A Practitioner’s Perspective on the Continuing Technical Merits of PHABSIM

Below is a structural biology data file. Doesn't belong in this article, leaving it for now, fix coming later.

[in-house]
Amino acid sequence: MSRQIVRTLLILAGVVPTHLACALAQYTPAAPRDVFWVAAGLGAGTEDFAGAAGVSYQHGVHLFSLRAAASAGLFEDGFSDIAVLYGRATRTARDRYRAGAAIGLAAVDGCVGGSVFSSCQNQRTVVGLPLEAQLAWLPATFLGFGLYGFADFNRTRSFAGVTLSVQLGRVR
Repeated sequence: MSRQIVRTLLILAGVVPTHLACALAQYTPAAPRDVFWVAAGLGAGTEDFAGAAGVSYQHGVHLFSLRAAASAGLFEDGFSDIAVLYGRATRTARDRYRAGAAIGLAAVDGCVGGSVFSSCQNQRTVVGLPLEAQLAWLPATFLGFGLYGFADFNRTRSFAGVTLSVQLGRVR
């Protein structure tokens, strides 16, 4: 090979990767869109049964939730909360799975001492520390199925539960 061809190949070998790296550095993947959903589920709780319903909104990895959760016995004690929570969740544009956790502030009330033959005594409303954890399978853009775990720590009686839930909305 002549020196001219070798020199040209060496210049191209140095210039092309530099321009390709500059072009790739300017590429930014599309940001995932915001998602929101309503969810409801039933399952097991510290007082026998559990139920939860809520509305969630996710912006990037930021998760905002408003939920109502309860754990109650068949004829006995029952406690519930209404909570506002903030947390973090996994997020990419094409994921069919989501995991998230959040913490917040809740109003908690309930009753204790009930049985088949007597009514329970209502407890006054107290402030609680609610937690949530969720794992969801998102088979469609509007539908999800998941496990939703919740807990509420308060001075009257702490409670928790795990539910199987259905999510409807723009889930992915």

Since its initial development and application in the mid‐1970s, the Physical Habitat Simulation System (PHABSIM) and models, which are part of the instream flow incremental methodology (IFIM) developed by the U.S. Fish and Wildlife Service (Bovee and Milhous 1978; Bovee 1982), has been extensively used (Reiser et al. 1989; Hatfield and Bruce 2000; Locke et al. 2008), reviewed (e.g., Wesche and Rechard 1980; Morhardt 1986; Annear et al. 2004), and occasionally criticized (Mathur et al. 1985; Scott and Shirvell 1987; Hudson et al. 2003). Its most recent critic, Railsback (2016), went so far as to title his paper “Why It Is Time to Put PHABSIM Out to Pasture.” This prompted comments from Beecher (2017) and Stalnaker et al. (2017) and a corresponding response from Railsback (2017). Kemp and Katopodis (2017) also provided comments noting the timeliness of the Railsback (2017) paper and promoting further dialogue on the subject. We read all three comments and the author’s response to the first two, and as active instream flow practitioners and independent reviewers of the original Railsback (2016) article, we felt there was more to be said. We note that we have the highest respect for Railsback and his colleagues; we also admit that at the outset of our review of the 2016 article, we were somewhat expecting to be convinced and echo the strident cry for PHABSIM retirement. Instead, we found that many of the core criticisms (of PHABSIM) were weak, wrong (at least by our interpretation), or outdated and misaligned with contemporary PHABSIM practices.

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